South Korea denies refugee status to Yemenis who arrived on Jeju

Elias Hubbard
October 19, 2018

Right: Members of a civic group host a rally in Gwanghwamun Square, central Seoul, on the same day to demand the revocation of the Refugee Act.

South Korea on Wednesday denied refugee status to almost 400 asylum seekers from war-torn Yemen months after their arrival on the resort island of Jeju sparked an anti-immigrant uproar.

"South Korea confers refugee status to only around 1 percent of applicants annually, marking one of lowest refugee acceptance rates among developed nations", Lee said. Of them, three left Korea on their own and 23 were granted one-year stays in the country for humanitarian reasons on September 14. Another 34 applications were rejected with no permits issued, and 85 cases are still being processed. "It's no different from the people of our own country half a century ago, when they wandered around foreign countries as refugees through war and division".

The office added that the one-year period granted can be shortened if "situations in Yemen improve enough for them to return home" or if they commit a crime here.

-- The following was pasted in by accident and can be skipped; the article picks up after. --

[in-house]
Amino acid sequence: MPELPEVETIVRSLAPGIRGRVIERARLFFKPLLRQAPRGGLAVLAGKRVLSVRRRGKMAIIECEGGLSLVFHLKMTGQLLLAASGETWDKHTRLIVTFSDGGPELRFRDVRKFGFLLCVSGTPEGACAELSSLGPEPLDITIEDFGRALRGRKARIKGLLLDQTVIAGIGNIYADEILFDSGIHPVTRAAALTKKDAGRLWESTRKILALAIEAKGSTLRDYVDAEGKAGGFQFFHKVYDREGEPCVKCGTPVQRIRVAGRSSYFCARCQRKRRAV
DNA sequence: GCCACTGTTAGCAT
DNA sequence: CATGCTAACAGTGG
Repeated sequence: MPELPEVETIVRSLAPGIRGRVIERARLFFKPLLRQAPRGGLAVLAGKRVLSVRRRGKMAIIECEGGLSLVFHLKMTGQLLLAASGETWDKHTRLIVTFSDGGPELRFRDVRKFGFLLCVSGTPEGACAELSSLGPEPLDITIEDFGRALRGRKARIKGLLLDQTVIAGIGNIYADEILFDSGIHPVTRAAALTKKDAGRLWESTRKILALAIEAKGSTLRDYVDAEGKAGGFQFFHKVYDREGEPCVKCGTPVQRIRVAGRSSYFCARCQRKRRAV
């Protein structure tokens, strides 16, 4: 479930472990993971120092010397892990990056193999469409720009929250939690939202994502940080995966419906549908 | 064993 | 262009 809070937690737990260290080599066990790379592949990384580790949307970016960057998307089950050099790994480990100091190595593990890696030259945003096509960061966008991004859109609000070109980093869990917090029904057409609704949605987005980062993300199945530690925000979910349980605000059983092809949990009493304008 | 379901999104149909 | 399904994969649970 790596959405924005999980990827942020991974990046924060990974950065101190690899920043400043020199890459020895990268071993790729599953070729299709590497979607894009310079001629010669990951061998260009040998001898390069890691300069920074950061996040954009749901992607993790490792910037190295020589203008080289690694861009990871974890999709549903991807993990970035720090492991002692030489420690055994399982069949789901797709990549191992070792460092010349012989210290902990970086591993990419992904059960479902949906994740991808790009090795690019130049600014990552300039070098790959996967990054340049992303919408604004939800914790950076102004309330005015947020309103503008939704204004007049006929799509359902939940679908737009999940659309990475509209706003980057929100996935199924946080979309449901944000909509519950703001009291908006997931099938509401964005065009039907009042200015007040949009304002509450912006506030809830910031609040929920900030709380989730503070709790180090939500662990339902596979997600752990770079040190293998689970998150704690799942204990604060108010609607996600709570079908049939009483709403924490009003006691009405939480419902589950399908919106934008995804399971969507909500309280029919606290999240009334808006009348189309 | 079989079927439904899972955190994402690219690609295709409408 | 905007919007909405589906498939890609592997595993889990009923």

"We denounce the Justice Ministry for giving up on the safety of our people, being deceived by the fake refugees and saying they don't pose a terrorist threat", said Lee Hyeon-yeong, who helped organize a rally Thursday in Seoul. "Of them, 16 could not be investigated in time because they were at sea on fishing boats or temporarily out of the country for various reasons". Thrown off by the flood of arrivals, South Korea excluded Yemenis from the no-visa benefits in June and banned the asylum seekers from leaving the island.

Humanitarian stay permits are granted when asylum seekers fail to meet the criteria for official refugee status but are allowed to stay in the country due to other circumstances.

Among the total 481 Yemeni asylum seekers that applied for refugee status after arriving on Jeju Island from early this year, 365 are now allowed to stay in the country for a year. Jeju adopted a visa-free program in 2002 to boost tourism on the resort island. The only exception to the rule applies to North Korean defectors, who are automatically granted citizenship in the South.

Before the one-year term expires, the asylum seekers will have to file a separate application should they want to remain in Korea longer.

The whole process can take a few years.

Meanwhile, more than 1,200 Syrians staying in South Korea on humanitarian permits do not have proper access to medical care or education and can not invite their families to join them, Lee said. South Korea granted the same stay to 23 other Yemenis last month.

Other reports by Click Lancashire

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